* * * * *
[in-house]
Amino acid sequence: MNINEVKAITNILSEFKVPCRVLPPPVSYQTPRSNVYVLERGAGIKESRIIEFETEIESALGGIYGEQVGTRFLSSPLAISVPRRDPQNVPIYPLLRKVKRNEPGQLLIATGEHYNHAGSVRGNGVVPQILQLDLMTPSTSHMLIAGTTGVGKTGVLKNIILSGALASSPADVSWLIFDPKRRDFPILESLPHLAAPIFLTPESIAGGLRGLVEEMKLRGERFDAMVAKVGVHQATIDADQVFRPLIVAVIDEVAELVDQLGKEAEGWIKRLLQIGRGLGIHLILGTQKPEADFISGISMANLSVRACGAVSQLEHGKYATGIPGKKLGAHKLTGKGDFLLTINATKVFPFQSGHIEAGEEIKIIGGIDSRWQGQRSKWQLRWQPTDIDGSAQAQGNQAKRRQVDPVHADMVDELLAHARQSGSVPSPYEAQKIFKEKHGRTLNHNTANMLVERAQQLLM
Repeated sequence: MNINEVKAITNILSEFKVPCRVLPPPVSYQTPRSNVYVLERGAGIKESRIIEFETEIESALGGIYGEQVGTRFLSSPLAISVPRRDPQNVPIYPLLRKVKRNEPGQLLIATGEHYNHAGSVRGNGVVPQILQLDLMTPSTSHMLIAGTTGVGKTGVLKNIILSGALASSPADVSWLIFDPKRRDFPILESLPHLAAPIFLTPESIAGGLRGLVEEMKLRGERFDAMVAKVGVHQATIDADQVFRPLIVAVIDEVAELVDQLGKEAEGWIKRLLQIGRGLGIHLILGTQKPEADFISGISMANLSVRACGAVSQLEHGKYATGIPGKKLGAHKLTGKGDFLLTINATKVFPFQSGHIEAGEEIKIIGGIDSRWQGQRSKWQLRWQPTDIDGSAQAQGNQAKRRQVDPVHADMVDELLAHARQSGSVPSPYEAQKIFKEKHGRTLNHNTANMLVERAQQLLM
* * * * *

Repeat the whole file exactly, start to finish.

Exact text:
[in-house]
Amino acid sequence: MNINEVKAITNILSEFKVPCRVLPPPVSYQTPRSNVYVLERGAGIKESRIIEFETEIESALGGIYGEQVGTRFLSSPLAISVPRRDPQNVPIYPLLRKVKRNEPGQLLIATGEHYNHAGSVRGNGVVPQILQLDLMTPSTSHMLIAGTTGVGKTGVLKNIILSGALASSPADVSWLIFDPKRRDFPILESLPHLAAPIFLTPESIAGGLRGLVEEMKLRGERFDAMVAKVGVHQATIDADQVFRPLIVAVIDEVAELVDQLGKEAEGWIKRLLQIGRGLGIHLILGTQKPEADFISGISMANLSVRACGAVSQLEHGKYATGIPGKKLGAHKLTGKGDFLLTINATKVFPFQSGHIEAGEEIKIIGGIDSRWQGQRSKWQLRWQPTDIDGSAQAQGNQAKRRQVDPVHADMVDELLAHARQSGSVPSPYEAQKIFKEKHGRTLNHNTANMLVERAQQLLM
Repeated sequence: MNINEVKAITNILSEFKVPCRVLPPPVSYQTPRSNVYVLERGAGIKESRIIEFETEIESALGGIYGEQVGTRFLSSPLAISVPRRDPQNVPIYPLLRKVKRNEPGQLLIATGEHYNHAGSVRGNGVVPQILQLDLMTPSTSHMLIAGTTGVGKTGVLKNIILSGALASSPADVSWLIFDPKRRDFPILESLPHLAAPIFLTPESIAGGLRGLVEEMKLRGERFDAMVAKVGVHQATIDADQVFRPLIVAVIDEVAELVDQLGKEAEGWIKRLLQIGRGLGIHLILGTQKPEADFISGISMANLSVRACGAVSQLEHGKYATGIPGKKLGAHKLTGKGDFLLTINATKVFPFQSGHIEAGEEIKIIGGIDSRWQGQRSKWQLRWQPTDIDGSAQAQGNQAKRRQVDPVHADMVDELLAHARQSGSVPSPYEAQKIFKEKHGRTLNHNTANMLVERAQQLLM